Yonex Nanoflare 800LT vs Nanoflare 700: Head-Light Badminton Rackets



In my recent Tokyo Olympics badminton racket video, I noted that the Yonex Nanoflare head-light badminton racket series was the second most popular series for the pros with 25 players using them. So today, we'll take a look at the super popular Nanoflare 700 as well as the ultralight Nanoflare 800LT.


Yonex Nanoflare 700 and Nanoflare 800LT
Yonex Nanoflare 700 and Nanoflare 800LT

Yonex Head-Light Rackets Matrix
Yonex Head-Light Rackets Matrix

The Nanoflare line represents Yonex's head-light badminton rackets, in contrast to their highly successful head-heavier Astrox series. The Nanoflares focus on counterattacking ability with lots of ease and speed, which is crucial in today's game.


There are 3 flagship models of the Nanoflare series: the Nanoflare 700, the Nanoflare 800 and the Nanoflare 800LT. I have previously reviewed the Nanoflare 800 and you can check it out here. It is one of the easiest rackets to play with that I've come across and I almost picked this racket as my go-to racket, but unfortunately, it narrowly lost to the Astrox 88D Pro that I'm currently playing with.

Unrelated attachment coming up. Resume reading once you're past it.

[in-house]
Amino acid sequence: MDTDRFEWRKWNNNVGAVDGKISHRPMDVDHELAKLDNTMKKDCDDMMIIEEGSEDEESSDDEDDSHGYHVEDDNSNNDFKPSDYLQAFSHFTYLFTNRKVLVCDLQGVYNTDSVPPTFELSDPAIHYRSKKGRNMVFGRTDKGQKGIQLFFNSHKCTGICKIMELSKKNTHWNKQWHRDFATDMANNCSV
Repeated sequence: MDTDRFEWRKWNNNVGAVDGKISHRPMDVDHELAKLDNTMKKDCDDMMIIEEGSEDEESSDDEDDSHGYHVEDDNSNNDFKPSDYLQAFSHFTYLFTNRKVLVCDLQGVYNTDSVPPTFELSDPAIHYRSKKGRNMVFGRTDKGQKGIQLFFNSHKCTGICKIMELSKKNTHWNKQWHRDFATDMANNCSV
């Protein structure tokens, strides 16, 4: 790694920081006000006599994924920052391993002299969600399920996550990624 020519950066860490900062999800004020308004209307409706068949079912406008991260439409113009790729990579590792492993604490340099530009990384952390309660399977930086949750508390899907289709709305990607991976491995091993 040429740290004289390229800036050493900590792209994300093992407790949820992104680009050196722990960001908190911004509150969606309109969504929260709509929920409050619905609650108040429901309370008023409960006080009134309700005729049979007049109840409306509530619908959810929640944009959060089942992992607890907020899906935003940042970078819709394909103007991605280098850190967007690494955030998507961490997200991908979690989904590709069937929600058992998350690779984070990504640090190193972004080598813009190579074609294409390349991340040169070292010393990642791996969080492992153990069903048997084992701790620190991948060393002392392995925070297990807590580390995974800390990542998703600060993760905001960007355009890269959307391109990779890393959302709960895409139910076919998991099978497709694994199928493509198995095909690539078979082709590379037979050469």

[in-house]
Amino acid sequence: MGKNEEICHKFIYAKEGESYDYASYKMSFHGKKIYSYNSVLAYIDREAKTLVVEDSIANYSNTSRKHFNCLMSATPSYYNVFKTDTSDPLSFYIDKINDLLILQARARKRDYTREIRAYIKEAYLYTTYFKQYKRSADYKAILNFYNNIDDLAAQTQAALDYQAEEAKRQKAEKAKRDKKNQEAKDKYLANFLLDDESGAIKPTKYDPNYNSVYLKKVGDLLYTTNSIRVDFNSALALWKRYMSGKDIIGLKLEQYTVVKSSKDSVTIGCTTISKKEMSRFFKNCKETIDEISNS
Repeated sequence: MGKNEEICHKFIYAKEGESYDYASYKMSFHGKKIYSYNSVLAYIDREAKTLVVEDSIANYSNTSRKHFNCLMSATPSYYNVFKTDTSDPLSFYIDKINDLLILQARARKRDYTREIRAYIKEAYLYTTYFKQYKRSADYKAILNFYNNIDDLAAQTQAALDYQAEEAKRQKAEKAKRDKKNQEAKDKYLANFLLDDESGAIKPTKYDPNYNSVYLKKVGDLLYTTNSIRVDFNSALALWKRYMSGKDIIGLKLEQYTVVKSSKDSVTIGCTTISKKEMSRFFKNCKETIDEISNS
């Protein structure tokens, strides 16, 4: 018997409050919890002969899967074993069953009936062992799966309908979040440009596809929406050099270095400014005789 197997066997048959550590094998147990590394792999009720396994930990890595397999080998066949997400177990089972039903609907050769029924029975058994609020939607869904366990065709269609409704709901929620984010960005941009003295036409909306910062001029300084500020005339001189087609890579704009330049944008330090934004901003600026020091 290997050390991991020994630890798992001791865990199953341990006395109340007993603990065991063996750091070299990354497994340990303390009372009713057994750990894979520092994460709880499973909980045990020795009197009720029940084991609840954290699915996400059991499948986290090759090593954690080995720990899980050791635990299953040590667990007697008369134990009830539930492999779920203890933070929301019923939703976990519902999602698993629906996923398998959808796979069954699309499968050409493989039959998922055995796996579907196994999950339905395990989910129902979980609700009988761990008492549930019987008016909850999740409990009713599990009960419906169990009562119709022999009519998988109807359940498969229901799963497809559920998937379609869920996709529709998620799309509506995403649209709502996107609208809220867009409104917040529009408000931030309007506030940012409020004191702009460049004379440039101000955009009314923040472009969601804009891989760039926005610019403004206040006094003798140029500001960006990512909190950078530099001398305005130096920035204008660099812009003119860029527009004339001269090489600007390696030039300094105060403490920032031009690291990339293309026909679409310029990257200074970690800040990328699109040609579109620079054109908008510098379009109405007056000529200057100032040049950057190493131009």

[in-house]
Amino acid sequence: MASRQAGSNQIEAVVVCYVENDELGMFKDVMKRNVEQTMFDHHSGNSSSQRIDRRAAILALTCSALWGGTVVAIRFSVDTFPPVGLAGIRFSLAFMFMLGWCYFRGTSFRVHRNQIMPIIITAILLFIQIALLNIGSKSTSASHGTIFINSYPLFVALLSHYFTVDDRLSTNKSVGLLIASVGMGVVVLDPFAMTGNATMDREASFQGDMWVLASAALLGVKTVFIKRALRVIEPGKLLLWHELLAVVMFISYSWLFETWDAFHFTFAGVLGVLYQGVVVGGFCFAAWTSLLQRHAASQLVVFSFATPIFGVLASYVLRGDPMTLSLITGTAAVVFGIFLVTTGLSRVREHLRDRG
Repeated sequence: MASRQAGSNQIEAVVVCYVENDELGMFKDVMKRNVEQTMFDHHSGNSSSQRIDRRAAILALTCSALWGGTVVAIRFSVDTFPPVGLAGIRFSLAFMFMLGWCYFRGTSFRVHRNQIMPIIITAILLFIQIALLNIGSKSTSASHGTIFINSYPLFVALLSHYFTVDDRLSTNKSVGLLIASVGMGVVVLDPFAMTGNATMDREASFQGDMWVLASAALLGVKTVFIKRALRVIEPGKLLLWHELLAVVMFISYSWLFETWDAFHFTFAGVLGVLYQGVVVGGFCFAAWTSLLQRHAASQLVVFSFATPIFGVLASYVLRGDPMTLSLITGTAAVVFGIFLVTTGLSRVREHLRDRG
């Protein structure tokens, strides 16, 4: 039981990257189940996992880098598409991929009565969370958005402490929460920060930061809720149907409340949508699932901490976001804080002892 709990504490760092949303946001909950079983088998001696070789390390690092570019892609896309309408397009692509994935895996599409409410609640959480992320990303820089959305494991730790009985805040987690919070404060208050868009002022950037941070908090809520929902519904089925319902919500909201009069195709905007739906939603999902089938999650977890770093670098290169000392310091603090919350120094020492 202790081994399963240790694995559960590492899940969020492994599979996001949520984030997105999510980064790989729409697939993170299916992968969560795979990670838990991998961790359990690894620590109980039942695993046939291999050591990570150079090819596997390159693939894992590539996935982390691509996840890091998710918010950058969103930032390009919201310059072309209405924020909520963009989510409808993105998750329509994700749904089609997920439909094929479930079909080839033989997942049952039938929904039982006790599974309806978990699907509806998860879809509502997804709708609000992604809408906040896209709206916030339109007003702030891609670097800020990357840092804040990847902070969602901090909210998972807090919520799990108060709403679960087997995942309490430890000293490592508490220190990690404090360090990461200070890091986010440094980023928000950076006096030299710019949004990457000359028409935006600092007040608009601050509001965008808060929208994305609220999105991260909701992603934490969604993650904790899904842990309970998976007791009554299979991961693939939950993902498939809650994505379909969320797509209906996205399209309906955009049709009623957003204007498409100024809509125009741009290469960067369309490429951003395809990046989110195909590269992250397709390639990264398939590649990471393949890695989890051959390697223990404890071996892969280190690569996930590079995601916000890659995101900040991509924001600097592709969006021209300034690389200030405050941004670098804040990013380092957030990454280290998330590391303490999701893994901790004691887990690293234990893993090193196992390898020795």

So let's start with the Nanoflare 700. At the Olympics, 14 out of the 25 Nanoflare players were playing with the Nanoflare 700, including big names like the current Olympic Men's Doubles champion Wang Chi-Lin from Taiwan. As a side note, his partner Lee Yang plays with the Nanoflare 800 so that's a deadly head-light combo right there!



Other big names using the Nanoflare 700 include Michelle Li (Canada), Arisa Higashino (Japan), Chae Yoo Jung (Korea), Lee Sohee (Korea), Shin Seung Chan (Korea), Seo Seung Jae (Korea) and finally, Ratchanok Intanon (Thailand). Carolina Marin also uses the Nanoflare 700, though she didn't play at the Tokyo Olympics due to injury. It's also interesting to note that Wang Chi-Lin and Seo Seung Jae were the only two men using the Nanoflare 700.